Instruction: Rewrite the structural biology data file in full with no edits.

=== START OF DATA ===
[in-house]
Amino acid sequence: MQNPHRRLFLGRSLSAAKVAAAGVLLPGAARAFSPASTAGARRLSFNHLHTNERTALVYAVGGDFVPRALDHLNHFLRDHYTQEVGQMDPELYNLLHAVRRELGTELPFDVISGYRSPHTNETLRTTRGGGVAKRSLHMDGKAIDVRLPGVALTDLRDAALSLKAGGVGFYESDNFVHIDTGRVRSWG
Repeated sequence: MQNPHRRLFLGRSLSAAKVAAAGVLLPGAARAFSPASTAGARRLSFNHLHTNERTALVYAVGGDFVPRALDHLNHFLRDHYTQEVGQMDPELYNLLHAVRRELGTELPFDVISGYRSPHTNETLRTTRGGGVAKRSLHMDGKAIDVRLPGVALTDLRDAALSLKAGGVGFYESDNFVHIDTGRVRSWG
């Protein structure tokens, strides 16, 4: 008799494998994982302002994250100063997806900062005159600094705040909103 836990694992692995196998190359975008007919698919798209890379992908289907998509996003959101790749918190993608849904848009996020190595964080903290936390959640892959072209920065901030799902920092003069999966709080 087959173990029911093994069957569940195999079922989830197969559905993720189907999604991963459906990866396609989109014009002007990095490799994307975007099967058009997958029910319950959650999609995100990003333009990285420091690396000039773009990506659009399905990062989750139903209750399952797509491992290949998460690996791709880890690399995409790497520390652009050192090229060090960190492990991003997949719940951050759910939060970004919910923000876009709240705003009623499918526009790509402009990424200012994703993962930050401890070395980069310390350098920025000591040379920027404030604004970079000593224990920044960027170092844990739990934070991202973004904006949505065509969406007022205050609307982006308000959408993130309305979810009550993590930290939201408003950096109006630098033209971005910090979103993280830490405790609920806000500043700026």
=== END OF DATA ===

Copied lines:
[in-house]
Amino acid sequence: MQNPHRRLFLGRSLSAAKVAAAGVLLPGAARAFSPASTAGARRLSFNHLHTNERTALVYAVGGDFVPRALDHLNHFLRDHYTQEVGQMDPELYNLLHAVRRELGTELPFDVISGYRSPHTNETLRTTRGGGVAKRSLHMDGKAIDVRLPGVALTDLRDAALSLKAGGVGFYESDNFVHIDTGRVRSWG
Repeated sequence: MQNPHRRLFLGRSLSAAKVAAAGVLLPGAARAFSPASTAGARRLSFNHLHTNERTALVYAVGGDFVPRALDHLNHFLRDHYTQEVGQMDPELYNLLHAVRRELGTELPFDVISGYRSPHTNETLRTTRGGGVAKRSLHMDGKAIDVRLPGVALTDLRDAALSLKAGGVGFYESDNFVHIDTGRVRSWG
């Protein structure tokens, strides 16, 4: 008799494998994982302002994250100063997806900062005159600094705040909103 836990694992692995196998190359975008007919698919798209890379992908289907998509996003959101790749918190993608849904848009996020190595964080903290936390959640892959072209920065901030799902920092003069999966709080 087959173990029911093994069957569940195999079922989830197969559905993720189907999604991963459906990866396609989109014009002007990095490799994307975007099967058009997958029910319950959650999609995100990003333009990285420091690396000039773009990506659009399905990062989750139903209750399952797509491992290949998460690996791709880890690399995409790497520390652009050192090229060090960190492990991003997949719940951050759910939060970004919910923000876009709240705003009623499918526009790509402009990424200012994703993962930050401890070395980069310390350098920025000591040379920027404030604004970079000593224990920044960027170092844990739990934070991202973004904006949505065509969406007022205050609307982006308000959408993130309305979810009550993590930290939201408003950096109006630098033209971005910090979103993280830490405790609920806000500043700026």